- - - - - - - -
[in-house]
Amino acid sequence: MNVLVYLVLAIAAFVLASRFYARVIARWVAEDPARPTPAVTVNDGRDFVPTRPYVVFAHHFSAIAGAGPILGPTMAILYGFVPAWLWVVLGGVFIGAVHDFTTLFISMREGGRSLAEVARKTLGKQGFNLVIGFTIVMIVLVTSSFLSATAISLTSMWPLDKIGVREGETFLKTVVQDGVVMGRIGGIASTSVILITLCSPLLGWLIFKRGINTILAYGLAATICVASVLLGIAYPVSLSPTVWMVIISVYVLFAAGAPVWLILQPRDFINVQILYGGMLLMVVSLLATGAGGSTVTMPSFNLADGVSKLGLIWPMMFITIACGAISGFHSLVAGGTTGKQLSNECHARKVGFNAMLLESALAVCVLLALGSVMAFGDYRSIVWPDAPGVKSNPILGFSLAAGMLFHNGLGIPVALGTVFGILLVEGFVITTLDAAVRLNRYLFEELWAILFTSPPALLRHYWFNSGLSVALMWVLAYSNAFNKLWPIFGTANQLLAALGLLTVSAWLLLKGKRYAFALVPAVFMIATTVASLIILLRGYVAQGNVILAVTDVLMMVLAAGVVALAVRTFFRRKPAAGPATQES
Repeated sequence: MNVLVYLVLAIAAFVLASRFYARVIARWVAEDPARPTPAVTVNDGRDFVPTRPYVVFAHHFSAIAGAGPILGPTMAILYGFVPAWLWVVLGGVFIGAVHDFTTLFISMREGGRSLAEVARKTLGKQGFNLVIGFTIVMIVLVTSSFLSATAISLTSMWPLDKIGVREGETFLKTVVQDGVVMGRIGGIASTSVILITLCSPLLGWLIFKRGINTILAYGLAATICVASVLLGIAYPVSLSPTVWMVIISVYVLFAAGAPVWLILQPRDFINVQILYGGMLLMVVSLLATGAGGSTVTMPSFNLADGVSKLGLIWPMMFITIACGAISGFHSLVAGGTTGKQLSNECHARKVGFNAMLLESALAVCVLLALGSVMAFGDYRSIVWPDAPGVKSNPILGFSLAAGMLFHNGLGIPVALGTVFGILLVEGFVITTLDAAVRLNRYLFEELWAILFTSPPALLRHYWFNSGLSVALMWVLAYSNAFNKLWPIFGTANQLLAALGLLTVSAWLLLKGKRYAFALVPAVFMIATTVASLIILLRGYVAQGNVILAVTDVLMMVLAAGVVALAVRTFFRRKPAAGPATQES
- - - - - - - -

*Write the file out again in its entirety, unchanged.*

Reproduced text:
[in-house]
Amino acid sequence: MNVLVYLVLAIAAFVLASRFYARVIARWVAEDPARPTPAVTVNDGRDFVPTRPYVVFAHHFSAIAGAGPILGPTMAILYGFVPAWLWVVLGGVFIGAVHDFTTLFISMREGGRSLAEVARKTLGKQGFNLVIGFTIVMIVLVTSSFLSATAISLTSMWPLDKIGVREGETFLKTVVQDGVVMGRIGGIASTSVILITLCSPLLGWLIFKRGINTILAYGLAATICVASVLLGIAYPVSLSPTVWMVIISVYVLFAAGAPVWLILQPRDFINVQILYGGMLLMVVSLLATGAGGSTVTMPSFNLADGVSKLGLIWPMMFITIACGAISGFHSLVAGGTTGKQLSNECHARKVGFNAMLLESALAVCVLLALGSVMAFGDYRSIVWPDAPGVKSNPILGFSLAAGMLFHNGLGIPVALGTVFGILLVEGFVITTLDAAVRLNRYLFEELWAILFTSPPALLRHYWFNSGLSVALMWVLAYSNAFNKLWPIFGTANQLLAALGLLTVSAWLLLKGKRYAFALVPAVFMIATTVASLIILLRGYVAQGNVILAVTDVLMMVLAAGVVALAVRTFFRRKPAAGPATQES
Repeated sequence: MNVLVYLVLAIAAFVLASRFYARVIARWVAEDPARPTPAVTVNDGRDFVPTRPYVVFAHHFSAIAGAGPILGPTMAILYGFVPAWLWVVLGGVFIGAVHDFTTLFISMREGGRSLAEVARKTLGKQGFNLVIGFTIVMIVLVTSSFLSATAISLTSMWPLDKIGVREGETFLKTVVQDGVVMGRIGGIASTSVILITLCSPLLGWLIFKRGINTILAYGLAATICVASVLLGIAYPVSLSPTVWMVIISVYVLFAAGAPVWLILQPRDFINVQILYGGMLLMVVSLLATGAGGSTVTMPSFNLADGVSKLGLIWPMMFITIACGAISGFHSLVAGGTTGKQLSNECHARKVGFNAMLLESALAVCVLLALGSVMAFGDYRSIVWPDAPGVKSNPILGFSLAAGMLFHNGLGIPVALGTVFGILLVEGFVITTLDAAVRLNRYLFEELWAILFTSPPALLRHYWFNSGLSVALMWVLAYSNAFNKLWPIFGTANQLLAALGLLTVSAWLLLKGKRYAFALVPAVFMIATTVASLIILLRGYVAQGNVILAVTDVLMMVLAAGVVALAVRTFFRRKPAAGPATQES